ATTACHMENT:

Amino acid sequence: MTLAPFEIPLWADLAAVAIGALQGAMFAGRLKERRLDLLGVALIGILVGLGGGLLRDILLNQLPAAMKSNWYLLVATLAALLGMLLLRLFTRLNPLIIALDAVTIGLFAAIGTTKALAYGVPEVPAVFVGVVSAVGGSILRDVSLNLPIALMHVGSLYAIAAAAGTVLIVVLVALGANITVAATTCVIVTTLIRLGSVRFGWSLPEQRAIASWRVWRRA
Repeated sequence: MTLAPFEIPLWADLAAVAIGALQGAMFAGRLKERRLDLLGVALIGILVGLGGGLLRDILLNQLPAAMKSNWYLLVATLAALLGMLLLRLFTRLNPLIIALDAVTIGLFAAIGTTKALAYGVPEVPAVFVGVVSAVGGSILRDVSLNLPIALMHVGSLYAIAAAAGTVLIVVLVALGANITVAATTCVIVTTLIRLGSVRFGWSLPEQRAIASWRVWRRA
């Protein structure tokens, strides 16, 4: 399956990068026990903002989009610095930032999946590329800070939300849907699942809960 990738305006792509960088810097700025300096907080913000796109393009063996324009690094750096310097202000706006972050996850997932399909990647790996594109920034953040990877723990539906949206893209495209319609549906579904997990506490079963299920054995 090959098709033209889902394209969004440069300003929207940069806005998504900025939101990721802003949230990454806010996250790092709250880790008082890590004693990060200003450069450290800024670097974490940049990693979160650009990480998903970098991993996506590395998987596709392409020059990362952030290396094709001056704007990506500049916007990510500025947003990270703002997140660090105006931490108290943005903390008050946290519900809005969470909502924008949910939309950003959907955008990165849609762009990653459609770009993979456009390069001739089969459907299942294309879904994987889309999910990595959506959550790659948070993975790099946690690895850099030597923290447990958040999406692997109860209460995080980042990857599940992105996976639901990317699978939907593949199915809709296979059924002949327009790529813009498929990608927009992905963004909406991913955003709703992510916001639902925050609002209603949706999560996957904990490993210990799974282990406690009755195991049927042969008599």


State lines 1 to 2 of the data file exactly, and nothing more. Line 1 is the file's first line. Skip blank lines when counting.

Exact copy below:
Amino acid sequence: MTLAPFEIPLWADLAAVAIGALQGAMFAGRLKERRLDLLGVALIGILVGLGGGLLRDILLNQLPAAMKSNWYLLVATLAALLGMLLLRLFTRLNPLIIALDAVTIGLFAAIGTTKALAYGVPEVPAVFVGVVSAVGGSILRDVSLNLPIALMHVGSLYAIAAAAGTVLIVVLVALGANITVAATTCVIVTTLIRLGSVRFGWSLPEQRAIASWRVWRRA
Repeated sequence: MTLAPFEIPLWADLAAVAIGALQGAMFAGRLKERRLDLLGVALIGILVGLGGGLLRDILLNQLPAAMKSNWYLLVATLAALLGMLLLRLFTRLNPLIIALDAVTIGLFAAIGTTKALAYGVPEVPAVFVGVVSAVGGSILRDVSLNLPIALMHVGSLYAIAAAAGTVLIVVLVALGANITVAATTCVIVTTLIRLGSVRFGWSLPEQRAIASWRVWRRA